So, at the point of ’embrace’, around Mar 2018, I was already familiar with Linux, basic CLI (since some years already), Git (fluency is via Magit in Emacs), Literate programming, bits of Python (quite flaky), and other bits and pieces of ‘ general computing’, besides the fact I’ve been analyzing data since day 1.

As of today – I reasonably know SQL (recent), , much larger bits of R (reasonably comfortable), some Docker, marginally better Python. For the ERP project – I’ve written over 400 lines of R, cleaning earlier mess – not efficient code, and sort of one time use in this project, but some useful functions are constructed for re-use.).

Incidentally – I started learning Emacs only for using Org mode years before I was properly aware of the term ‘data science’. I could therefore manage/create analysis projects, code snippets, documentation, export to well formatted reports etc – with ease. These are things that Currently Employed data scientists struggle with, and is needed rather frequently.

I believed I already had several skills in place – now I just had to learn stats, a bunch of ML algorithms, put together some portfolio projects and ideally also have an official project related to ‘data’ – (in a sense the common folk understand) (> ERP!). Particularly : where I’ve failed is the portfolio of projects. I’d also say ‘wasting’ time going deeper into the math behind algos…and not taking time to review+connect all the concepts learnt. More on failure analysis later.

3 responses on “How did I choose ‘Data Science’ ?”

  1. “The tedious part of a data scientist/analyst job is in cleaning the data to make it suitable for ML algos and further analysis.” – from my experience though this is *also* the… largest part of the work really. Yes, the sexy bit (especially for beginners) is always the ML but the actual work consists in 95% data cleaning and pre-processing followed by – if you are lucky – the 5% ML.

    Reading your list and taking your evaluations there at face value (ie I assume them to be correct and base my conclusion on them) though, I’d say “Data Analyst” seems the more logical step since by the sound of it you already have everything you need for it so could start it tomorrow and even – if you really still find it’s worth it – use it as a spring board towards “Data Scientist”.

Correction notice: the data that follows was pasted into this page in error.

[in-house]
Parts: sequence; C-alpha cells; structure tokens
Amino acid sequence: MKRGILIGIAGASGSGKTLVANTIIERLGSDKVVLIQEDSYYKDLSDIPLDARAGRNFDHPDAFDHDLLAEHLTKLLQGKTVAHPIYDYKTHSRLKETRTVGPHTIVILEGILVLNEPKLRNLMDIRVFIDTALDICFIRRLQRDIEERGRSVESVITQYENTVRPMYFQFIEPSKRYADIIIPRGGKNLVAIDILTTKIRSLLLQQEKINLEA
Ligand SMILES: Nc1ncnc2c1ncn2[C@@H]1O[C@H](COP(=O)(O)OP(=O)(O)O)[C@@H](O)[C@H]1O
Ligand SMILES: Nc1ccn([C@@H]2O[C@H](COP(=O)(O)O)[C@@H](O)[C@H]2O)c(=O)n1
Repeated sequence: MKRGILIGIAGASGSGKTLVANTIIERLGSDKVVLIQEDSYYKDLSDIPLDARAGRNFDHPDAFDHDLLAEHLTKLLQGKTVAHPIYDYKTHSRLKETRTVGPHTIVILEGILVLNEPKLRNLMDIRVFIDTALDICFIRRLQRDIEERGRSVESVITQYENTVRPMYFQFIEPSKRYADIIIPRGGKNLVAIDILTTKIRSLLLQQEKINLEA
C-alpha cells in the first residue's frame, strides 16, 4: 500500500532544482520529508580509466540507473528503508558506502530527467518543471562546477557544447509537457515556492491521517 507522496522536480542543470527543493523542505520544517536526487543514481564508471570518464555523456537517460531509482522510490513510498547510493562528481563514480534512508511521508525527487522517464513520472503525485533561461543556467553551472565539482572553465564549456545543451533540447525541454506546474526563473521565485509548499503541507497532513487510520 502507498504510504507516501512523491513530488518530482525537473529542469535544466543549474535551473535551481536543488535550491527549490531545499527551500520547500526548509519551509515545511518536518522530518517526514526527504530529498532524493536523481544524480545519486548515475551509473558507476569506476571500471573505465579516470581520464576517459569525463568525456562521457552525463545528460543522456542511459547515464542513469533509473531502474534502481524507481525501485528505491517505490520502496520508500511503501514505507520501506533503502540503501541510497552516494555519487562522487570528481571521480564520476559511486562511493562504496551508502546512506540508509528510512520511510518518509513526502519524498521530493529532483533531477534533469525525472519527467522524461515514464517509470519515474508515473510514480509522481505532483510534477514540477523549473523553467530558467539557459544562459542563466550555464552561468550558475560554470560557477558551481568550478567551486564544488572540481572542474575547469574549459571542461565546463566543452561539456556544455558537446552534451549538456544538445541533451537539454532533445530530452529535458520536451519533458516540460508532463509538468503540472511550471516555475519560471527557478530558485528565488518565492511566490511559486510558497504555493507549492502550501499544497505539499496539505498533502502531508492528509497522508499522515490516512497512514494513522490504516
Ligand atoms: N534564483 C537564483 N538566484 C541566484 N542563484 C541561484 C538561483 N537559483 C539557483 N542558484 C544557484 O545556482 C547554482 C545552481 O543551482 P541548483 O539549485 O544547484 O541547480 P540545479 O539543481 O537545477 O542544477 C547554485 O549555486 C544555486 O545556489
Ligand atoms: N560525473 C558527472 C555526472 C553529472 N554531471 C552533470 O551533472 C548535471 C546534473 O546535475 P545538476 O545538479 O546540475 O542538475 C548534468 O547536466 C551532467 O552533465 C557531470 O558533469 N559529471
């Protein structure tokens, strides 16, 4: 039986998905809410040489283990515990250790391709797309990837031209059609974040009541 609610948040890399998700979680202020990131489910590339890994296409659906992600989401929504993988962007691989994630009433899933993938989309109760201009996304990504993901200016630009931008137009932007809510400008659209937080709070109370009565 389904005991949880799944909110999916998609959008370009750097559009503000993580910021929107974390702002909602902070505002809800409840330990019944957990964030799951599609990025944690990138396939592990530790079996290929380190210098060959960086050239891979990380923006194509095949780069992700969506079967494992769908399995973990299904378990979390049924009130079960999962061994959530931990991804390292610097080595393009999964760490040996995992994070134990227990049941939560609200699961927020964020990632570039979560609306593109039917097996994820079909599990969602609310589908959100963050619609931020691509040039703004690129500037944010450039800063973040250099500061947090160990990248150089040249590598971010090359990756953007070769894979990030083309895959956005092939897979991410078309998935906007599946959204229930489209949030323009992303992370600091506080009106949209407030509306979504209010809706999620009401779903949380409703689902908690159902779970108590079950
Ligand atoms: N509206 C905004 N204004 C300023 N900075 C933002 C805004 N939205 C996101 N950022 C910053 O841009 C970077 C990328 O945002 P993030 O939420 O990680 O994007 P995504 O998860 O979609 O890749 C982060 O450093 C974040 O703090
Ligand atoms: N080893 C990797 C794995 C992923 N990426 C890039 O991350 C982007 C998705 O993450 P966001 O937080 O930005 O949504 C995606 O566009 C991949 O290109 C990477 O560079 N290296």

So: why not Data Analyst and start applying already? Fwiw, self-evaluations by comparison of responses on forums doesn’t translate at all re employment. It can be useful perhaps only in that it gives you more confidence perhaps (and that in turn can help) but for all you know, it’s precisely that the employers are looking for those giving what you consider “dumber” responses – you don’t actually have any data regarding what *they* measure when making their decisions.

    1. Yes, Data Analyst is the logical first step and entry. The differences are really sort of ambiguous in terms of job descriptions. The evaluation is in fact gathered from various readings in terms of a sensible parting line. I will check if I’ve recorded any notes on it. The overlap I’ve seen is usually between Data Analyst and Scientist, since Data Engineering is sort of distinguished by being back end, and I believe a relatively a new ‘distinction’ of an aspect that was always an important part of the deployment.

      TBH : I have not really evaluated Data Analyst, until now, as the allure of doing ML was in fact blinding the knowledge I already had (re: cleaning being most of the process and above point), and also because the projected salaries of Data Analysts are generally lower for whatever reasons. However, this is in fact the first thing I have done as ‘revised strategy’ a few days ago : so it has started. I am in the process of creating a composite of the analyst profile descriptions to attack the areas of skill deficit and also initiate applications.

      Re: dumber responses. LOL. more like almost non-sense with no alignment to practical or even logical considerations, which I refined / expanded (significantly) ! Yes. Sadly, it appears there is very less info on what they measure and feedback on rejection is often non-existent despite several attempts to extract it in the past. That being said – this is certainly an attack area covering my entire application and quite important. The plan is to work on a new version (or level) of ‘dumbed-down’ resume in line with the composite, and I will post both for review soon.